By October 23, 2017 0 Comments Read More →

Oil prices mixed, despite reduction in Iraq output, US rig count

oil prices

Oil prices were mixed on Monday, with Brent dropping slightly and US WTI making small gains. Anadarko photo.

Oil prices mostly held onto last week’s gains

Oil prices were mixed on Monday, but hung onto last week’s gains due to supply disruptions in northern Iraq and a decline in US drilling.

Benchmark Brent dropped 17 cents by 12:58 p.m. EDT to $57.58/barrel and US WTI was up 20 cents to $52.04/barrel.  The Canadian Crude Index was down 79 cents to $38.73.

Reuters analysts say the drop in the number of rigs reported by Baker Hughes on Friday is likely temporary and is mostly due to recent hurricane threats.

In the week ending Oct. 20, there were 739 oil rigs in the US, down seven from the previous week.  That is the lowest rig count since June, according to Baker Hughes.

“The market is in a tug of war between short-term bullish drivers which are very true, very visible and very strong versus real concerns for the oil market balance for 2018,” Bjarne Schieldrop, chief commodities analyst at SEB Markets told Reuters.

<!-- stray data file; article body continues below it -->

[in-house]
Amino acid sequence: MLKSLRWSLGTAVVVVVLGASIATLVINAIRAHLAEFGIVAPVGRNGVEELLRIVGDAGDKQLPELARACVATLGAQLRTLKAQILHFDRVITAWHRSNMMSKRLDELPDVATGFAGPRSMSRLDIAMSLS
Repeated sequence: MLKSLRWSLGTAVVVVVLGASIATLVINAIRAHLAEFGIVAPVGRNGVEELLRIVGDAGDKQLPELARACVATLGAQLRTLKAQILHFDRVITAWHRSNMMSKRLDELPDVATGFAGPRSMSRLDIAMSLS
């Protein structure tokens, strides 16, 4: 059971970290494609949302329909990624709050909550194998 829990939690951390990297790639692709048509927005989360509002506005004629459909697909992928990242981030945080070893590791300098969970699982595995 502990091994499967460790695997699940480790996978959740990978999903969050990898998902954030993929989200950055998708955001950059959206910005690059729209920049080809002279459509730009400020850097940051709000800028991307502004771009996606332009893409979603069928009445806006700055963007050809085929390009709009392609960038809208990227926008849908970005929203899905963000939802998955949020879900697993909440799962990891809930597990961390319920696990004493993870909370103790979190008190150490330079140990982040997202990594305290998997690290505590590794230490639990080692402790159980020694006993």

Recently, tensions in the Kurdistan region of northern Iraq have been high after a referendum last month where Kurds voted overwhelmingly for independence from Iraq.

On Monday, Iraqi forces deployed tanks and artillery near a Kurdish-held area where a section of the Kurdish oil export pipeline is located, according to Reuters’ security sources.

Oil exports from the region were about 255,000 barrels per day (b/d) on Monday, down from a typical rate of about 600,000 b/d.

On Saturday, Iraqi Oil Minister Jabar al-Luaibi said oil exports from Iraq’s southern Basra region would be increased by 200,000 b/d to make up for some of the shortfall from the Kirkuk fields.

Saudi Arabia’s Energy Minister Khalid al-Falih praised his country’s and Iraq’s collaboration within OPEC on the plan to cut production to boost oil prices during a landmark visit to Iraq.

According to Reuters, Iraq said it would continue to cooperate in implementing export plans laid out by the cartel.

Next month, OPEC will meet in Vienna.  Members are expected to announce any decisions on the supply cut pact, which many believe will be extended past the March 2018 deadline.

Frank Schallenberger, head of commodity Research at Landesbank Baden-Wuerttemberg told Reuters that any further steps by OPEC, increased global crude demand and a drop in US drilling activity could boost oil prices, at least in the short term.

“I wouldn’t be surprised to see WTI going up to $55 a barrel and Brent to $60 a barrel before the beginning of November,” he said.

Generation Energy

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